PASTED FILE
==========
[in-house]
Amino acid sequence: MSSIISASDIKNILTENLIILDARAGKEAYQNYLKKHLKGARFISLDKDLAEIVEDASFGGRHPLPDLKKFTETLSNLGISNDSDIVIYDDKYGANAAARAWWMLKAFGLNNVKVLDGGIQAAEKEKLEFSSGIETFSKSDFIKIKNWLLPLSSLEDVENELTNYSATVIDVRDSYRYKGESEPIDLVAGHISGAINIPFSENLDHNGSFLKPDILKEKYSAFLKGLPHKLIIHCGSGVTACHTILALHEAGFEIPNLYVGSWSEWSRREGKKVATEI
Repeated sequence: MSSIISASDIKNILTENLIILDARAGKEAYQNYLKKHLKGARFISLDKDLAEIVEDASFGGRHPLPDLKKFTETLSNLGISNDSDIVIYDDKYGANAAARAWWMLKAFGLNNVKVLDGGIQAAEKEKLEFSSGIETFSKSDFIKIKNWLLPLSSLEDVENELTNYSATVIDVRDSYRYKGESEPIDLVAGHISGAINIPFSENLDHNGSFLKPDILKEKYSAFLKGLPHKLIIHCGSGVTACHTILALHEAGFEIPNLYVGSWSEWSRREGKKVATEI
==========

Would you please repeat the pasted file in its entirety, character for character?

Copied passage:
[in-house]
Amino acid sequence: MSSIISASDIKNILTENLIILDARAGKEAYQNYLKKHLKGARFISLDKDLAEIVEDASFGGRHPLPDLKKFTETLSNLGISNDSDIVIYDDKYGANAAARAWWMLKAFGLNNVKVLDGGIQAAEKEKLEFSSGIETFSKSDFIKIKNWLLPLSSLEDVENELTNYSATVIDVRDSYRYKGESEPIDLVAGHISGAINIPFSENLDHNGSFLKPDILKEKYSAFLKGLPHKLIIHCGSGVTACHTILALHEAGFEIPNLYVGSWSEWSRREGKKVATEI
Repeated sequence: MSSIISASDIKNILTENLIILDARAGKEAYQNYLKKHLKGARFISLDKDLAEIVEDASFGGRHPLPDLKKFTETLSNLGISNDSDIVIYDDKYGANAAARAWWMLKAFGLNNVKVLDGGIQAAEKEKLEFSSGIETFSKSDFIKIKNWLLPLSSLEDVENELTNYSATVIDVRDSYRYKGESEPIDLVAGHISGAINIPFSENLDHNGSFLKPDILKEKYSAFLKGLPHKLIIHCGSGVTACHTILALHEAGFEIPNLYVGSWSEWSRREGKKVATEI